Demo: Click here to launch.
Download: Click here to download all three versions.

Scrapping the Pseudo Selectors

I personally love pseudo selectors, attribute selectors and all the other goodies provided by CSS3. The support is actually fairly good for them across the board with just about every major browser playing along, including IE9!

However, the worst browser in history wouldn’t just go and not be a pain in the neck like that so of course anything older than IE9 will have problems with these selectors. Since most people have only just gotten around to scrapping IE6 support, we’re likely years away from ignoring IE6 and IE7.

If you want to implement this menu in a live project, it’s probably a better idea to go ahead and use classes in your HTML instead. Let’s see how that works.


In light of our decision to throw away our experimental pseudo selectors, we’ll have to add an extra class in to help target the first link without affecting the second in each list item. Here I just tossed in a “top” class on each link that sits on top.


Now with this extra markup in place, we don’t need the pseudo selectors in our CSS. We can simply use classes instead, which have universal support.

Finished! Non-Pseudo Selector Version

Our second version is complete! For those of you not keen on pseudo selectors, here’s a version without them.

Demo: Click here to launch.
Download: Click here to download all three versions.

Using jQuery For The Animations

As one final alternative, you could throw out the CSS animations and perform the same actions with jQuery (or perhaps use jQuery as a fallback via Modernizr).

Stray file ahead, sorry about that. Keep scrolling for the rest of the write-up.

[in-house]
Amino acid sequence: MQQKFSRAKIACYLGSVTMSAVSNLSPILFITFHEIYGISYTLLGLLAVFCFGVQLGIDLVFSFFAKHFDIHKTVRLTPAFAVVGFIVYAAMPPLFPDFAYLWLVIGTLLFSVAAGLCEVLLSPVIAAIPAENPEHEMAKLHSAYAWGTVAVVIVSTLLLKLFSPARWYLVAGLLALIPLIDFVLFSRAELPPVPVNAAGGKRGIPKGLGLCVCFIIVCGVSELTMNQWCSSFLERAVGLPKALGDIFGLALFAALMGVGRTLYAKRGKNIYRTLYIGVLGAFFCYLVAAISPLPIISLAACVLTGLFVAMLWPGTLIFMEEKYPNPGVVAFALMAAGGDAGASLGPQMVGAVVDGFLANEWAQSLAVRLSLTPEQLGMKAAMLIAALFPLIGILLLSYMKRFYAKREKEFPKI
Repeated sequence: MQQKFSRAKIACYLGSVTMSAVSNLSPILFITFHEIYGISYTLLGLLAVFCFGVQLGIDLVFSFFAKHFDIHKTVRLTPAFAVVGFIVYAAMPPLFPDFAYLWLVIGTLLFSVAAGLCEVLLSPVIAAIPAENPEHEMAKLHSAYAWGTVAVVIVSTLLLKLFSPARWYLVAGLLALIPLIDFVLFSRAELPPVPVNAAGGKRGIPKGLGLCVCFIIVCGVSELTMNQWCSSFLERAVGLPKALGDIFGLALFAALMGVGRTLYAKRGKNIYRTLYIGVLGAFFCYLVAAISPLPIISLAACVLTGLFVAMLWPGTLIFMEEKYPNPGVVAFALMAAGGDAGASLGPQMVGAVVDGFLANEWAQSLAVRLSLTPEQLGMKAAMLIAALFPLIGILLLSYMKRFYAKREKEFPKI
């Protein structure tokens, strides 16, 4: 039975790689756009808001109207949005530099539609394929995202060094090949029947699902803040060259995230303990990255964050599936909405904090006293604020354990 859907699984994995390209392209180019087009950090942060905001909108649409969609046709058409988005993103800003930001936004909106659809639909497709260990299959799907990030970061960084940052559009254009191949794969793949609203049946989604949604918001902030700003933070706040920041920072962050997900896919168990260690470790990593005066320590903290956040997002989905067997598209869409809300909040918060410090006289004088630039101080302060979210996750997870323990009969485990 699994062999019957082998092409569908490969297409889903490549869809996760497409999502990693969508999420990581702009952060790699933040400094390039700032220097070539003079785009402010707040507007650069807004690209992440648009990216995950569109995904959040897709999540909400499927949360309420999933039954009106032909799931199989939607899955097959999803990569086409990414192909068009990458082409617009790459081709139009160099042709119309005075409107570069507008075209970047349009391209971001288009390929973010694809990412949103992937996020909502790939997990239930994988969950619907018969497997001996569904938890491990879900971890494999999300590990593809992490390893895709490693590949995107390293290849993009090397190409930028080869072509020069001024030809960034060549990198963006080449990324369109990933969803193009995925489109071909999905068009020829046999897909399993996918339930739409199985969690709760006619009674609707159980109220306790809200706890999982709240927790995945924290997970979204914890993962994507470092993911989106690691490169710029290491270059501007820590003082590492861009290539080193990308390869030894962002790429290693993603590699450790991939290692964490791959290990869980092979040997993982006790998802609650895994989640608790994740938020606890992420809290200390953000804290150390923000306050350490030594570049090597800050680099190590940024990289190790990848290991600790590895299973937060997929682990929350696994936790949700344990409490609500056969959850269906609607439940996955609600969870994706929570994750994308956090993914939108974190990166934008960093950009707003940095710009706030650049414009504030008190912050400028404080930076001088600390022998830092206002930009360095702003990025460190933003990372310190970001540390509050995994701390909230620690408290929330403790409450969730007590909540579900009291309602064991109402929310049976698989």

Building on the previous, non-pseudo-selector version, turn off the CSS animations and toss in this bit of jQuery:

As you can see, this launched the hover effect on the list item and animates the transition just like we did in CSS. The results are nearly identical and should work in just about every browser around granted that they don’t have JavaScript disabled.

My original version of this was a little quirky with repeating animations so a big hat tip to Adrian Pelletier who has a similar project that reminded me to toss in the jQuery stop function!

Finished! jQuery Version

Our final version uses the same structure as the previous one but tosses out the CSS transitions in favor of jQuery. Take a look.

Demo: Click here to launch.
Download: Click here to download all three versions.


This tutorial gave you not one but three different methods for achieving the same awesome sliding animated menu. The first version perfectly illustrates the usefulness of pseudo selectors in real projects. The second scraps the pseudo selectors for those looking for a more widely compatible version. The final version uses jQuery for the animations instead of CSS3 transitions.

Leave a comment below and let us know which version you would use on your site today or how you would tweak it!